Archaeological Museum

One of the most visited locations in Bihar, Nalanda's Archaeological Museum houses thousands of antiquities. The museum was established in 1917 and prides itself as being one of Rajgir's earliest university-cum-monastery complexes. The main attraction of the museum is the well-preserved statues of Lord Buddha, along with a beautiful collection of Buddhist and Hindu bronze items. The museum also has two enormous terra-cotta jars that date back to the first century. Tourists can also find displays of copper plates, stone inscriptions, coins, pottery and other antiquarian objects. The museum has four galleries that display around 349 antiquities dating back to 5th-12th century AD. The first gallery showcases 57 sculptures and images while the second gallery presents miscellaneous objects like stuccos, terracotta products and iron implements. The third gallery is entirely dedicated to bronze items and the last gallery displays stone images and sculptures. The museum is a must-visit place for lovers of art and history.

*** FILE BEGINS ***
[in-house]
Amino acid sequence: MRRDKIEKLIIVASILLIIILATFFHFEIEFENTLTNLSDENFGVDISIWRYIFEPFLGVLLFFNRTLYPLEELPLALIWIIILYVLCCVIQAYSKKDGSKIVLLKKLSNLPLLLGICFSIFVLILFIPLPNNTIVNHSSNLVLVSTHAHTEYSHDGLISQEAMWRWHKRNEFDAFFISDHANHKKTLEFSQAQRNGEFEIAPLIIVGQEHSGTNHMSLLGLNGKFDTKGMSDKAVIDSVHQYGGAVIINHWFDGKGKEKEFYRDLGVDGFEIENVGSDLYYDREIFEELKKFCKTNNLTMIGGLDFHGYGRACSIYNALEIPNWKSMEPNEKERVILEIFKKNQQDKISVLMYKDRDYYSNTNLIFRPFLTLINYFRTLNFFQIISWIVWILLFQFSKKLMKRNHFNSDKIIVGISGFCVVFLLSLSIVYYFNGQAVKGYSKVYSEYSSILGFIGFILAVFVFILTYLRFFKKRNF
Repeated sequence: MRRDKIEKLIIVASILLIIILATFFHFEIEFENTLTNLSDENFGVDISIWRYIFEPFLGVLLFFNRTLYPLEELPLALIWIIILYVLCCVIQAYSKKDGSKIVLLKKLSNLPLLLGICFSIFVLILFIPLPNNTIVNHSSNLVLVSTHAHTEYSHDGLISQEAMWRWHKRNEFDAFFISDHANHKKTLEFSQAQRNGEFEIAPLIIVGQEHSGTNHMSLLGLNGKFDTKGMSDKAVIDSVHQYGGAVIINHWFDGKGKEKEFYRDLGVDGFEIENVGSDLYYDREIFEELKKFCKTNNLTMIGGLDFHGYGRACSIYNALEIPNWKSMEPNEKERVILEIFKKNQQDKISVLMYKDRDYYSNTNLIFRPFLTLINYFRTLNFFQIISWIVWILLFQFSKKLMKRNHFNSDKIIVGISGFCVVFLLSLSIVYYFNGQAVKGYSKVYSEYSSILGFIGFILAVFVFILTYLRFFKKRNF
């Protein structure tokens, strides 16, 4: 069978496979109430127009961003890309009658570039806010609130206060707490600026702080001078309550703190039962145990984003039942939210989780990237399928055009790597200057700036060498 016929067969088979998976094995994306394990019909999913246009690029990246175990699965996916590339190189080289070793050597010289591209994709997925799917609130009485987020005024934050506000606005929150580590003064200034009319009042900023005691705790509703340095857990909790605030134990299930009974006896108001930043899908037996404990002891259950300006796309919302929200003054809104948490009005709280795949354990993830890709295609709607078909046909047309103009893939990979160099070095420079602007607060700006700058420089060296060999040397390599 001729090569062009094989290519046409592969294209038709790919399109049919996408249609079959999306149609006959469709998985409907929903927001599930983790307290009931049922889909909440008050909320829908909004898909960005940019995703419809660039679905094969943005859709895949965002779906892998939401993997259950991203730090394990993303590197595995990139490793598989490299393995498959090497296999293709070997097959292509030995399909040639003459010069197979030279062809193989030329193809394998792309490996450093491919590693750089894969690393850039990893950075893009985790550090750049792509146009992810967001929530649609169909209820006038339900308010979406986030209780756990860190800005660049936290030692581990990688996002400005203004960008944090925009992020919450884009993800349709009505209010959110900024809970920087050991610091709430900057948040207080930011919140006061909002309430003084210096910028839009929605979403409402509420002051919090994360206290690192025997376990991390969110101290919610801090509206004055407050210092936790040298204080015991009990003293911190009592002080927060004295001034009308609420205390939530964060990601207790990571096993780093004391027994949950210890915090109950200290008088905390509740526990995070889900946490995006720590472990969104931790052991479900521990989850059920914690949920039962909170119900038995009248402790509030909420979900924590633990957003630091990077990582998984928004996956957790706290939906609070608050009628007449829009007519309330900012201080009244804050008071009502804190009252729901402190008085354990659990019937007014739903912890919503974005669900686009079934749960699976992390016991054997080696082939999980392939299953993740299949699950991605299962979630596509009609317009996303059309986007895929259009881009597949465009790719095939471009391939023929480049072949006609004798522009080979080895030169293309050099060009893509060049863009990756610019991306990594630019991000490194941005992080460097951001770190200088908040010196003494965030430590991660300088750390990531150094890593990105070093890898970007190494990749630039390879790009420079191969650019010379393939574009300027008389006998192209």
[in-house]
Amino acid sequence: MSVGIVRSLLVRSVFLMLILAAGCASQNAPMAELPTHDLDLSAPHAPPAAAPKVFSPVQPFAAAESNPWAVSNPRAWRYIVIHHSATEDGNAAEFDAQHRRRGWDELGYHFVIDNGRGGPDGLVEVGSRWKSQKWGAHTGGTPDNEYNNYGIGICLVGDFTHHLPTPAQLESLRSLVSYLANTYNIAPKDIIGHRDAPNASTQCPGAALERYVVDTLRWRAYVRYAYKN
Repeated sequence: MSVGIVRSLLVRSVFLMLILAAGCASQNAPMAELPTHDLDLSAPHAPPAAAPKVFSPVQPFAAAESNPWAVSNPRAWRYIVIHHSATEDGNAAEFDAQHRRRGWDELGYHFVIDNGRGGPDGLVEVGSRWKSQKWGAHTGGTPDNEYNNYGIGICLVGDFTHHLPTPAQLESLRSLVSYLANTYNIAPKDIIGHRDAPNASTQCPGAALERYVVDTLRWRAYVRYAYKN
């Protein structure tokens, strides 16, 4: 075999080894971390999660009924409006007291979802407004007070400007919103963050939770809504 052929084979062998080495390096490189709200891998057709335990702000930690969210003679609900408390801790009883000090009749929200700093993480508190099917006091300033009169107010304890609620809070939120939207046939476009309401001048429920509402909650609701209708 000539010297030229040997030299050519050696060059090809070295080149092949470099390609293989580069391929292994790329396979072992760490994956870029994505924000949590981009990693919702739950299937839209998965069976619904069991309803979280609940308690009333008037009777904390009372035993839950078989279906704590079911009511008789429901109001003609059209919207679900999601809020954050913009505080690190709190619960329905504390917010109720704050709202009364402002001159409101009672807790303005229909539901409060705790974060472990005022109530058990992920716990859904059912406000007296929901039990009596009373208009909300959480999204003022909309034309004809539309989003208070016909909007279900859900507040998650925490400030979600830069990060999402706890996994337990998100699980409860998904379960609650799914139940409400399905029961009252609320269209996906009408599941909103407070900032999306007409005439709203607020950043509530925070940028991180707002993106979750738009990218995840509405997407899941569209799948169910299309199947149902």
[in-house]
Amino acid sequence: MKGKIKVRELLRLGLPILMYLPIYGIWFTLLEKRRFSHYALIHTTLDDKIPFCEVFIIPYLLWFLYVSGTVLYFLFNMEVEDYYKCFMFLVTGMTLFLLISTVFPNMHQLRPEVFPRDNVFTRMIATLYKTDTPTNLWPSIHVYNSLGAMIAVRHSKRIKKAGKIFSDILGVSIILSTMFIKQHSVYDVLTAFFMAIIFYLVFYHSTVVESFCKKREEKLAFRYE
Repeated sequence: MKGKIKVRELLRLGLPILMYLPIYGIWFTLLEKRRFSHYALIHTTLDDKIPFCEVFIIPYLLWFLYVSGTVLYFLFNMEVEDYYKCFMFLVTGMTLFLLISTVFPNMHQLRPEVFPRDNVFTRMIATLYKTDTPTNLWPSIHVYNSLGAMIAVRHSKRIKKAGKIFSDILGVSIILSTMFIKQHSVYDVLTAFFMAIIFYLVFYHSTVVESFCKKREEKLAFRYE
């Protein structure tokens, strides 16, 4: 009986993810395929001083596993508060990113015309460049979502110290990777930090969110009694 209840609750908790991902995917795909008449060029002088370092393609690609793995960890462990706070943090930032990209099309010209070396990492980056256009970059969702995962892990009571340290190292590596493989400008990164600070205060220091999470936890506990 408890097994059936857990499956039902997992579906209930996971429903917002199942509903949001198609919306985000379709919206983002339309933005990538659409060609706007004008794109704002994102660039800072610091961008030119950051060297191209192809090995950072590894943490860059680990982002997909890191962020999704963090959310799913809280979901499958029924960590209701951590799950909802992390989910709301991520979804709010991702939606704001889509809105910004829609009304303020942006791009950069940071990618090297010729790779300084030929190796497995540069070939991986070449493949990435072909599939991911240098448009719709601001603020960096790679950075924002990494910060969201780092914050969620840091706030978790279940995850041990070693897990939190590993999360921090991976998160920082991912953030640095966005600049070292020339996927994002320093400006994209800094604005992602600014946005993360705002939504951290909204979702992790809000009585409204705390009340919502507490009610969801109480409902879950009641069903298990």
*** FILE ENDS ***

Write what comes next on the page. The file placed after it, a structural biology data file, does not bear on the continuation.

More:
Archaeological Museum

Nepura village

Spread over an area of three sq km, Nepura Village is the 16th biggest village by area in Bihar. Situated between Nalanda and Rajgir, this small village is famous for its weaving work. The village is home to around 250 families of which 50 are involved in weaving. The village is believed to be the site where one out of the three Mango grooves of the Nalanda University is present. It is also believed that Lord Mahavira and Gautam Buddha had stayed in Nepura village. It is said that Lord Buddha gave his first preaching in this village which is the reason why the village is also popular as an epicentre of Buddha preachings. The village is also famous for its handloom works, not only in Nalanda, but in other parts of Bihar as well.

Nepura village

Kundalpur

Located on the outskirts of Nalanda, Kundalpur is one of the most important pilgrim centres of Jainism. It is considered to be the birthplace of Lord Mahavira, the founder of Jainism and the final tirthankar (saint). To mark the place, a four-and-a-half-foot-tall Lord Mahavira idol has been placed in a temple here. In the same complex is Trikal Chaubeesi Jain Mandir that houses 72 idols of tirthankars. Each of these represents 24 saints, each of the past, present and future. Near the temple complex are two lakes known as Dirga Pushkarni and Pandava Pushkarni. Kundalpur is also known for the Nandyavarta Mahal, a seven-storeyed building which is said to be the birthplace of Lord Mahavira. A marvellous structure once, the palace now lies in ruins but is quite exciting to explore as it still bears traces of its former glory.